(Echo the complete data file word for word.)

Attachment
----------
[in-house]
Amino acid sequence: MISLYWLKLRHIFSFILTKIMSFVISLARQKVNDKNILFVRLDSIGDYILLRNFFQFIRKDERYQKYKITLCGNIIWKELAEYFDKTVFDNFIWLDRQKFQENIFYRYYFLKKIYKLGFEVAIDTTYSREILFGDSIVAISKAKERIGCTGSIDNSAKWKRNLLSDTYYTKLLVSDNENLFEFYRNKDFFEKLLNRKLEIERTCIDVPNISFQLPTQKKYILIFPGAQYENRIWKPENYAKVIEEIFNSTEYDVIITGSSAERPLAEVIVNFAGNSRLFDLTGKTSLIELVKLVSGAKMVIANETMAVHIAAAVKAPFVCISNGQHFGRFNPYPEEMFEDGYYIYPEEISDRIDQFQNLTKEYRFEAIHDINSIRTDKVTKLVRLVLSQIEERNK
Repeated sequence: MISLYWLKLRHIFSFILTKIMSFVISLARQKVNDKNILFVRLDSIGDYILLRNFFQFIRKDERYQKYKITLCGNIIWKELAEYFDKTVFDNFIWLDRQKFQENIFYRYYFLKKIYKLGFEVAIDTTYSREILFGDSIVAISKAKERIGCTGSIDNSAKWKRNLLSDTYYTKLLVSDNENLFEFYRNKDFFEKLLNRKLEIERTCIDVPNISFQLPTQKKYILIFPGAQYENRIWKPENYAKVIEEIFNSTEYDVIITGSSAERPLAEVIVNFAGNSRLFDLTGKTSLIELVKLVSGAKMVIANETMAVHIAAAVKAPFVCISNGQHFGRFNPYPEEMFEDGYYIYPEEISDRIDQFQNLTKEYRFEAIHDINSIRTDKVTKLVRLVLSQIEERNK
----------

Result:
[in-house]
Amino acid sequence: MISLYWLKLRHIFSFILTKIMSFVISLARQKVNDKNILFVRLDSIGDYILLRNFFQFIRKDERYQKYKITLCGNIIWKELAEYFDKTVFDNFIWLDRQKFQENIFYRYYFLKKIYKLGFEVAIDTTYSREILFGDSIVAISKAKERIGCTGSIDNSAKWKRNLLSDTYYTKLLVSDNENLFEFYRNKDFFEKLLNRKLEIERTCIDVPNISFQLPTQKKYILIFPGAQYENRIWKPENYAKVIEEIFNSTEYDVIITGSSAERPLAEVIVNFAGNSRLFDLTGKTSLIELVKLVSGAKMVIANETMAVHIAAAVKAPFVCISNGQHFGRFNPYPEEMFEDGYYIYPEEISDRIDQFQNLTKEYRFEAIHDINSIRTDKVTKLVRLVLSQIEERNK
Repeated sequence: MISLYWLKLRHIFSFILTKIMSFVISLARQKVNDKNILFVRLDSIGDYILLRNFFQFIRKDERYQKYKITLCGNIIWKELAEYFDKTVFDNFIWLDRQKFQENIFYRYYFLKKIYKLGFEVAIDTTYSREILFGDSIVAISKAKERIGCTGSIDNSAKWKRNLLSDTYYTKLLVSDNENLFEFYRNKDFFEKLLNRKLEIERTCIDVPNISFQLPTQKKYILIFPGAQYENRIWKPENYAKVIEEIFNSTEYDVIITGSSAERPLAEVIVNFAGNSRLFDLTGKTSLIELVKLVSGAKMVIANETMAVHIAAAVKAPFVCISNGQHFGRFNPYPEEMFEDGYYIYPEEISDRIDQFQNLTKEYRFEAIHDINSIRTDKVTKLVRLVLSQIEERNK